Friday, April 29, 2016

Phantom Passenger in Korea

Phantom passengers are some of the most common ghostly manifestations found around the world.  Commonly known as the "vanishing hitchhiker," there are numerous variations of this tale.

In most cases, the accounts involve a young girl spotted on the side of the road.  Frequently, the drivers are lone males who believe the girl is in distress or lost and they offer her a ride home.  In many accounts, the woman vanishes once she is inside the car.
In some versions, they arrive at the destination before the girl disappears.

The most famous version in the United States is no doubt Chicago's "Resurrection Mary."
Tales of this famous Chicago ghost can be traced back to the 1930s when encounters were first reported.  It's commonly believed that a young girl was killed in the area after being at a party.  Since she never made it home, her ghost is still wandering the roads, trying to find her way back.

Other vanishing passenger tales can be traced back to the late 1800s and come from a wide variety of countries and cultures.
Recently, I came across an account of a female phantom who took a cab back home.  This particular tale took place in Korea in 1941.  The story was related by one, Haruo Aoki and was told by a woman referred to as Miss Oeda.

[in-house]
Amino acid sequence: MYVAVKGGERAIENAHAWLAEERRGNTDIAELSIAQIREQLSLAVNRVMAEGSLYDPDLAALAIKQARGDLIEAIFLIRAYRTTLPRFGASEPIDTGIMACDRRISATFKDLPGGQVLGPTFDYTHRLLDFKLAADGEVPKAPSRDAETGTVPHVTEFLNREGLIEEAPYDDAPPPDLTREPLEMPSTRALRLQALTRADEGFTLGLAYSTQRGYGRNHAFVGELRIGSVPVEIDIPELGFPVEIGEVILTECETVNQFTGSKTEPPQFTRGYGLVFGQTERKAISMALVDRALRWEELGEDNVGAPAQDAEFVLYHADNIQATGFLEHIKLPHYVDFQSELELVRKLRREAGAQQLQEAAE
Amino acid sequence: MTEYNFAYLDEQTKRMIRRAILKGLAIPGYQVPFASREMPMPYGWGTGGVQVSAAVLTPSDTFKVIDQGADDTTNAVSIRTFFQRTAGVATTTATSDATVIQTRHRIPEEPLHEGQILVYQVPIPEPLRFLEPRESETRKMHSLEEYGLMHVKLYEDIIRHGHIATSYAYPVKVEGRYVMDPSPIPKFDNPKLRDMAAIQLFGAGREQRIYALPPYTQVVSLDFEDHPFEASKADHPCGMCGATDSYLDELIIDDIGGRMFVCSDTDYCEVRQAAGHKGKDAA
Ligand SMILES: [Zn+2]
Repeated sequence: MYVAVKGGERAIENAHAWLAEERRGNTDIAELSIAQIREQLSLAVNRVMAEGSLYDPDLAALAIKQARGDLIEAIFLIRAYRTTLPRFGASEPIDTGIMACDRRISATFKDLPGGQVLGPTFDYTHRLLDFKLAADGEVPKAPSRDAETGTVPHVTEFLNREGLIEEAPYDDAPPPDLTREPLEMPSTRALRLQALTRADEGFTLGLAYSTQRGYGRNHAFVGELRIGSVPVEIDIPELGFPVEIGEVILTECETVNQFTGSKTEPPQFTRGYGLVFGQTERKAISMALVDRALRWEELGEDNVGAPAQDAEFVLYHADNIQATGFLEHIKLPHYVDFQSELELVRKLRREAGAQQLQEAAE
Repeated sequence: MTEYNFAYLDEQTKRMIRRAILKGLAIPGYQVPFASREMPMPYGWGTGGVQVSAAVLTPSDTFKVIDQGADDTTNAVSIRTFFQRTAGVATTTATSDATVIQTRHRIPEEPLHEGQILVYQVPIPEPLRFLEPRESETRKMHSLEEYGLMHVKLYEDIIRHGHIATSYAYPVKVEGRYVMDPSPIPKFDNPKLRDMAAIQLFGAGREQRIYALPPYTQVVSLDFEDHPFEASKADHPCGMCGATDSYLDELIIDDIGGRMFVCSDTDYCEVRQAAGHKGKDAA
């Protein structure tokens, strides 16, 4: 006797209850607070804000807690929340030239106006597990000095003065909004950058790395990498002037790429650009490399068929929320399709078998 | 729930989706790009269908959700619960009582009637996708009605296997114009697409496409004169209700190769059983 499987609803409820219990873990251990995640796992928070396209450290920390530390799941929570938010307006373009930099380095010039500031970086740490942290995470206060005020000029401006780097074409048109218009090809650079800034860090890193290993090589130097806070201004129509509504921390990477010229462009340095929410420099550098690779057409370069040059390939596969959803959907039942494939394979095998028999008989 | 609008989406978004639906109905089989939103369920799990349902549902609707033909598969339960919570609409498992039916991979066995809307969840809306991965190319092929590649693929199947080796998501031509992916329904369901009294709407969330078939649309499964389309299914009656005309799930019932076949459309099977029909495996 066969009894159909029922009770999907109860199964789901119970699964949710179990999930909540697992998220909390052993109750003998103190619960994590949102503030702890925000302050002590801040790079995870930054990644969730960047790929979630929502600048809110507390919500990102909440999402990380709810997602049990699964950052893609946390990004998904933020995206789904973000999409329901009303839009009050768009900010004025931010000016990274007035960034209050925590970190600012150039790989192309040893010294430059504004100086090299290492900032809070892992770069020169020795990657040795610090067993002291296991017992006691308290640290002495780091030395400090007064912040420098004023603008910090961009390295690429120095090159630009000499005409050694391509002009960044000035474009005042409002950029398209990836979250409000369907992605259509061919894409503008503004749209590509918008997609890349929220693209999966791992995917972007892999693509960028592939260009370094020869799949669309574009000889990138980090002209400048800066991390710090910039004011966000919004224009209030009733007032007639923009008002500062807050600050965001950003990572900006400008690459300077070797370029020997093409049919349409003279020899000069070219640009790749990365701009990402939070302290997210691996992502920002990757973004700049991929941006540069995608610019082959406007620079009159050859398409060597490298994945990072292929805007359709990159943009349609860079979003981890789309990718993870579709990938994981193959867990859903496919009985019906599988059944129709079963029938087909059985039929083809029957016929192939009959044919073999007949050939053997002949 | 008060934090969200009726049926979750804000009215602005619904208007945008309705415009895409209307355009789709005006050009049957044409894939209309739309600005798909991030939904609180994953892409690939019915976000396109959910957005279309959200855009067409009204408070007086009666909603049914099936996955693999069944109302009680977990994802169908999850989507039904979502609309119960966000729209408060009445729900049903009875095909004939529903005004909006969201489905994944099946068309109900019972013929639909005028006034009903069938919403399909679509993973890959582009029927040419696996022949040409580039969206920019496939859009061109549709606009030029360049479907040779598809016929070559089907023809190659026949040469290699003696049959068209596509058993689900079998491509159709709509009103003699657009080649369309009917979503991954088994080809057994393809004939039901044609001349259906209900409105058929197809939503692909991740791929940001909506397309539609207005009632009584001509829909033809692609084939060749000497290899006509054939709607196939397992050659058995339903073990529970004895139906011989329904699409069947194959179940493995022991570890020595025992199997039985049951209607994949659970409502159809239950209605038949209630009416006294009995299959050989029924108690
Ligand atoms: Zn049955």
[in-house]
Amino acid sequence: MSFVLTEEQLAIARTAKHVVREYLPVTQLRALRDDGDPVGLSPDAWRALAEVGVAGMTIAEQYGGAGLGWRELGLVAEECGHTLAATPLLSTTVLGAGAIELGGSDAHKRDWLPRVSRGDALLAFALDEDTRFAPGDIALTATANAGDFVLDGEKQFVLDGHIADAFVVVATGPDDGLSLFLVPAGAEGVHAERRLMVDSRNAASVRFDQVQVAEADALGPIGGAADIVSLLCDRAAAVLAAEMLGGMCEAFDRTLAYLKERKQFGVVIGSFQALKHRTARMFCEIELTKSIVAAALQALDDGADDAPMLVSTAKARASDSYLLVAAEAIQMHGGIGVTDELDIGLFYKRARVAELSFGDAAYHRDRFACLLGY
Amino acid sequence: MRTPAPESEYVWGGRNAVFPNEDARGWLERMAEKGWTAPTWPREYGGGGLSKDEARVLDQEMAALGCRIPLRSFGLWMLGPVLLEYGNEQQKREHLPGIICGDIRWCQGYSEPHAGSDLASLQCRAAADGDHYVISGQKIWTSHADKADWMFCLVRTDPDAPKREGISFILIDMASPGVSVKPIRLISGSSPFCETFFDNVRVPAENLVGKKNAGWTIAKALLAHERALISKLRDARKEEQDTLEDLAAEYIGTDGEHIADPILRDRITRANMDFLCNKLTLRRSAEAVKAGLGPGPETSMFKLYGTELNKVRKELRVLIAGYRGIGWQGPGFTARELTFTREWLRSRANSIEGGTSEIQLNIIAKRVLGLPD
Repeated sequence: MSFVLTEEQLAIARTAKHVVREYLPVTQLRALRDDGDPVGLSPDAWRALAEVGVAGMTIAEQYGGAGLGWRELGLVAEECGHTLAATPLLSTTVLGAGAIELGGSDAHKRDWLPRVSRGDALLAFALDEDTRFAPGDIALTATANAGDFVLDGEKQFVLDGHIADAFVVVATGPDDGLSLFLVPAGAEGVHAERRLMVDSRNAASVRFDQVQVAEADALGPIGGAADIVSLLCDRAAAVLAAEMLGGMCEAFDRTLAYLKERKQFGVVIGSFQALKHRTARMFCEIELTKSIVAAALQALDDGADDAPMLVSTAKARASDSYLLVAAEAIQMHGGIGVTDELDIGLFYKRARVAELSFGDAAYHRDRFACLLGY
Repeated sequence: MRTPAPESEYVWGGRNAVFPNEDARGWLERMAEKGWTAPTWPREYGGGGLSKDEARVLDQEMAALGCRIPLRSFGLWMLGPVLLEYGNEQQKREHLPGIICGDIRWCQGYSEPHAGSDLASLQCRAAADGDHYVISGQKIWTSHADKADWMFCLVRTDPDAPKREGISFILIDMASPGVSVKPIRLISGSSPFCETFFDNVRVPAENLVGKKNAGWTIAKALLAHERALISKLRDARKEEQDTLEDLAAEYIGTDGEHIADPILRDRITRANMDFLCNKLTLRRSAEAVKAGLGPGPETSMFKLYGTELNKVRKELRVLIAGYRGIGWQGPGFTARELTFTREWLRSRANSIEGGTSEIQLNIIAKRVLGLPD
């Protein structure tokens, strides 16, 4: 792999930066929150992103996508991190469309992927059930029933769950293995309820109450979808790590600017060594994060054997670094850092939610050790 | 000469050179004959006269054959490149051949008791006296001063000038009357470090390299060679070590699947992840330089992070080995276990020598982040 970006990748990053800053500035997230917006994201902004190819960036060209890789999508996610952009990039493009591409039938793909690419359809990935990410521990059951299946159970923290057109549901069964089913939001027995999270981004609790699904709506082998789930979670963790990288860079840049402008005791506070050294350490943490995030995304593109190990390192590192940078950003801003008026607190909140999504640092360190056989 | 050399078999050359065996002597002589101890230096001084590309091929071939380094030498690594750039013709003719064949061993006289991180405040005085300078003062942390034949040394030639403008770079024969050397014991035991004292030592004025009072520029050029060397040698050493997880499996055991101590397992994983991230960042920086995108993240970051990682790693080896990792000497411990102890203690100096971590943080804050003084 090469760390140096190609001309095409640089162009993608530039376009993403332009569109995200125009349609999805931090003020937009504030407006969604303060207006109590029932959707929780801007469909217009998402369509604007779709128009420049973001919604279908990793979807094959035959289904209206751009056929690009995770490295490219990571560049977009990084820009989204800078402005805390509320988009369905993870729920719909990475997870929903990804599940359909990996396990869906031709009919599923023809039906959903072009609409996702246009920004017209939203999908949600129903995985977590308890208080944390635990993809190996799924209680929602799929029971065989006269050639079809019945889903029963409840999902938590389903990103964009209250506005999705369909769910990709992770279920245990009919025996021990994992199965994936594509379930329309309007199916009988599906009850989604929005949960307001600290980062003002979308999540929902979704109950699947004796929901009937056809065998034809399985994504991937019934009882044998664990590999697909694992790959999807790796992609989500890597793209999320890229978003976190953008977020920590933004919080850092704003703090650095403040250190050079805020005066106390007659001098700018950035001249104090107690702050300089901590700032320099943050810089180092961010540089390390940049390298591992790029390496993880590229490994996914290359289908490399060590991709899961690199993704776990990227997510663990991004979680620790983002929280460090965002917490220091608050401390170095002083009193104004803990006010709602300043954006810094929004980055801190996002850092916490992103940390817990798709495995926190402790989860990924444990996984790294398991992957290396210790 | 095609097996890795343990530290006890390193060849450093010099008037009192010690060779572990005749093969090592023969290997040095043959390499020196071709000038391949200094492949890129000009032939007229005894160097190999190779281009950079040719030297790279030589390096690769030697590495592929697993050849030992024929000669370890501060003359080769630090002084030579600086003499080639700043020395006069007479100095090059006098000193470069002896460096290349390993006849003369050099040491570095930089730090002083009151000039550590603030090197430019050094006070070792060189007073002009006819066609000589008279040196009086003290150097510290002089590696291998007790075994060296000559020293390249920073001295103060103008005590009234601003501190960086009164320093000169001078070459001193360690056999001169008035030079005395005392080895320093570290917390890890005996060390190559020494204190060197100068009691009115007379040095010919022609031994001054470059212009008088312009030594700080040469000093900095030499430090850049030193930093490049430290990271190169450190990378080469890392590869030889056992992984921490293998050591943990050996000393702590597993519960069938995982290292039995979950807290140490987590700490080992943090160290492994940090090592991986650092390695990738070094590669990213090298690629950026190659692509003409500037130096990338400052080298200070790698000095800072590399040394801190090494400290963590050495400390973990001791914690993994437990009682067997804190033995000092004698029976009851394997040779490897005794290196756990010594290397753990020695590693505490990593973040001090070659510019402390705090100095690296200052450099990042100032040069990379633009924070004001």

The location of the incident was the city of Kunsan, Chon-ra-puk-to, Korea.

"About midnight a taxi driver of Guntaku Cab Company in Kunsan received a telephone call from the municipal crematory asking for a cab.  He picked up a young lady of twenty or so in front of the crematory and was told to drive to the hardware store of a Mr. Shimo.  When the cab arrived at Mr. Shimo's place on Meiji Street, the girl told the driver she did not have the fare and asked him to wait until she could go into the house to get it.  Because Mr. Shimo had kept a store at the same location for years and was a respected citizen, the driver waited outside without any misgivings.  The girl, however, did not reappear.  Finally, the driver became impatient and knocked at the closed door.  After repeated attempts to arouse somebody in the house, sleepy-looking Mrs. Shimo showed up and asked the driver what he wanted.  She seemed to know nothing about the girl's ride.  However, after the driver had described the young lady, Mrs. Shimo showed him a picture of her daughter on the wall.  The daughter had died a few days before and her body had been sent to the same crematory.  The driver recognized her immediately and became fatally ill."

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